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Commuter trains collide, dozens hurt

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Emergency personnel work at the scene of a collision between two commuter trains on Friday.

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Emergency personnel work at the scene of a collision between two commuter trains on Friday.

FAIRFIELD, Conn. -- Two commuter trains serving New York City collided in Connecticut during Friday's evening rush hour, sending 60 people to the hospital, including five with critical injuries, Gov. Dannel Malloy said.

The Metro-North Railroad, a commuter line serving the northern suburbs, referred in a news release to a "major derailment" near Fairfield. It said emergency workers were at the scene of the accident, which came shortly after 6 p.m.

"We're most concerned about the injured and ultimately reopening the system," Malloy said from the scene about three hours after the crash. He said there was no reason to believe it was anything other than an accident.

Malloy said most people were not seriously hurt. He said there was extensive damage to the train cars and the track, and it could take until Monday for normal service to be restored.

He said the area where the accident happened was down to two tracks because of repair work and the accident will have a "big impact on the Northeast Corridor."

Bill Kaempffer, a spokesman for Bridgeport public safety, told The Associated Press about 250 people were on board the two trains.

Photos taken at the scene showed a train car askew on the rails, with its end smashed up and brushing against another train. Amtrak suspended service indefinitely between New York and Boston.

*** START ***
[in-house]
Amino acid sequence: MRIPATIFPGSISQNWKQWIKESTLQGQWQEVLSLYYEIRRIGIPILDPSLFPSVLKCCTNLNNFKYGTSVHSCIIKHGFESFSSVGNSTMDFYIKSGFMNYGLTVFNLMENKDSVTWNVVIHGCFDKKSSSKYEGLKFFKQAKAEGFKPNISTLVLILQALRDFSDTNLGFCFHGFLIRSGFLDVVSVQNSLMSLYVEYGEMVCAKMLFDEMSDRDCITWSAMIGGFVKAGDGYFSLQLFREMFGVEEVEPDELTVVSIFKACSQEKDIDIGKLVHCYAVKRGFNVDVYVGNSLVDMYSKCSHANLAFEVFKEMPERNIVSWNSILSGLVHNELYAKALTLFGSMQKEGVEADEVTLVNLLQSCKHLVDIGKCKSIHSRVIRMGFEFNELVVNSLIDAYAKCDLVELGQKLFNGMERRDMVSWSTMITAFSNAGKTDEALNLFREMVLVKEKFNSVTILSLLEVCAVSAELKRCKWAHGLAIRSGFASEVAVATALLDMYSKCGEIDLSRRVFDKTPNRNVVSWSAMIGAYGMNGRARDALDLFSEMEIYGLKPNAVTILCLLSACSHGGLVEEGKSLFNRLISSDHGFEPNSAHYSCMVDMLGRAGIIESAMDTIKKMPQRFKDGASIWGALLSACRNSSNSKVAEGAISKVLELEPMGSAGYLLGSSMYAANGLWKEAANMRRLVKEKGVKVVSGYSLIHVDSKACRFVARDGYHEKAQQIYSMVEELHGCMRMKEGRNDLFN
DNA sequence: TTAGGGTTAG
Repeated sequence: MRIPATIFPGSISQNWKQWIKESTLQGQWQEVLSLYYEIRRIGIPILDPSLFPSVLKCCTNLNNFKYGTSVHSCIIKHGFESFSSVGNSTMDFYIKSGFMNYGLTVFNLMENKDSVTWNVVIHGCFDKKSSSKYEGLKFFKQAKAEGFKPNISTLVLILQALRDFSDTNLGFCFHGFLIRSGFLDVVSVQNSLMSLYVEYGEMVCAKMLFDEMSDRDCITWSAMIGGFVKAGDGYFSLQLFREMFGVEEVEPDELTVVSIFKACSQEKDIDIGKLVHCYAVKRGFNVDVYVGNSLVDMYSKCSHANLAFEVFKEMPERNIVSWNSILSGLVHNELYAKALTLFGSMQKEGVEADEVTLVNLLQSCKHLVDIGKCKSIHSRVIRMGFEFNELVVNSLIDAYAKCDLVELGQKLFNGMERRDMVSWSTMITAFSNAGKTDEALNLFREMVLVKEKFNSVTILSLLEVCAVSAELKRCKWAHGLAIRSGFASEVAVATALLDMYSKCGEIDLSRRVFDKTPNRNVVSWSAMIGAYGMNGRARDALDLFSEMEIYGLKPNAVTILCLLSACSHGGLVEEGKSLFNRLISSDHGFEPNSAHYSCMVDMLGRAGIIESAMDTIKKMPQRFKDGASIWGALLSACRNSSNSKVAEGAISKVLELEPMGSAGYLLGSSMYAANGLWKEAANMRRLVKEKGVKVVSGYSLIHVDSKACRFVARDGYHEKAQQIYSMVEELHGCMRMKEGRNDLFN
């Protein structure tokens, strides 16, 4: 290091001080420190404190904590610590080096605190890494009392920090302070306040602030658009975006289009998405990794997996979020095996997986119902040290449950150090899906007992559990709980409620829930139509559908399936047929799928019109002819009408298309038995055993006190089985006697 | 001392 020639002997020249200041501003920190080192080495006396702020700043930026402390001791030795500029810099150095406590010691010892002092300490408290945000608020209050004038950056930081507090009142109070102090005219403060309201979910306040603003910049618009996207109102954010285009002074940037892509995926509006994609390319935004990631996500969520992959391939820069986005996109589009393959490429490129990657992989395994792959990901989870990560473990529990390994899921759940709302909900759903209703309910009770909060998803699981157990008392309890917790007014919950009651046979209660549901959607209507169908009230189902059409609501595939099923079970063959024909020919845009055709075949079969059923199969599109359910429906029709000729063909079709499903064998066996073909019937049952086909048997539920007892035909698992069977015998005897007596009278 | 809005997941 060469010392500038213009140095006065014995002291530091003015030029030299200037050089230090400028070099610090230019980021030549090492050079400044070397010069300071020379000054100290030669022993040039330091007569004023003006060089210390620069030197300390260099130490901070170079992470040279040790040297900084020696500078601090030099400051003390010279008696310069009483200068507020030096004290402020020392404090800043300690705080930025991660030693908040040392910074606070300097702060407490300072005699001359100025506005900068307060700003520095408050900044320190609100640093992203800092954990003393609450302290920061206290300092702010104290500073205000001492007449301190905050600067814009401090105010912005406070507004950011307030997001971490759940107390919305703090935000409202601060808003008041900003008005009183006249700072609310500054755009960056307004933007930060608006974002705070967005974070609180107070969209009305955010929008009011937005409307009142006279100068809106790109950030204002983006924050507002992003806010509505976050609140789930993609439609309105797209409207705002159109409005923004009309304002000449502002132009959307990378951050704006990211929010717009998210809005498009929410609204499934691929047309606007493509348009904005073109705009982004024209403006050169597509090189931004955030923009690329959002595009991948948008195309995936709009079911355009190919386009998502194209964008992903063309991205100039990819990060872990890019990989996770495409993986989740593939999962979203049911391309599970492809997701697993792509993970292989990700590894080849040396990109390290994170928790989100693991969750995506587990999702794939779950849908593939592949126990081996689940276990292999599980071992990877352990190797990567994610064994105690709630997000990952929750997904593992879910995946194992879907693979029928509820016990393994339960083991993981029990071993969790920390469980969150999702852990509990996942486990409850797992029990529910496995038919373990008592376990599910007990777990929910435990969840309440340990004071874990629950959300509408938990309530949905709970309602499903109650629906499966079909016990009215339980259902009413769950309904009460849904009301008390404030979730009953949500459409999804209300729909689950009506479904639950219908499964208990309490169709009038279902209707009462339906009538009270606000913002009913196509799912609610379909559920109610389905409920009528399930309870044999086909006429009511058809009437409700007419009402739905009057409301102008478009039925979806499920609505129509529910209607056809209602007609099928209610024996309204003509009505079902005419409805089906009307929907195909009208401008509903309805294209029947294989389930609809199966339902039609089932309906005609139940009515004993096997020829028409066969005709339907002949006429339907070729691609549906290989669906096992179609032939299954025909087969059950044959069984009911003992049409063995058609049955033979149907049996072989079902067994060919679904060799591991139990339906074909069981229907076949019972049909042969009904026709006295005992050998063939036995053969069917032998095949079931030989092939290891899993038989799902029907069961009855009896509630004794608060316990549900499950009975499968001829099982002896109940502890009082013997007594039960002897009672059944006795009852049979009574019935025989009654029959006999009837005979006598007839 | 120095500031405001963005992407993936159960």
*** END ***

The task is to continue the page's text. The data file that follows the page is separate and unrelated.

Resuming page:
"At this stage, we don't know if this is a mechanical failure, an accident or something deliberate," Fairfield police spokesman Lt. James Perez told the Connecticut Post.

The railroad said a train that left New York City's Grand Central station en route to New Haven derailed. A westbound train on an adjacent track then struck the derailed train. Some cars on the second train also derailed as a result of the collision.

Bridgeport Police Chief Joseph Gaudett said everybody who needed treatment had been attended to, and authorities were beginning to turn their attention to investigating the cause.

"Everybody seemed pretty calm," he said.

"Everybody was thankful they didn't get seriously hurt. They were anxious to get home to their families."

The Metropolitan Transportation Authority operates the Metro-North Railroad, the second-largest commuter railroad in the nation.

The Metro-North main lines run northward from New York City's Grand Central Terminal into suburban New York and Connecticut.

-- The Associated Press

Republished from the Winnipeg Free Press print edition May 18, 2013 A31

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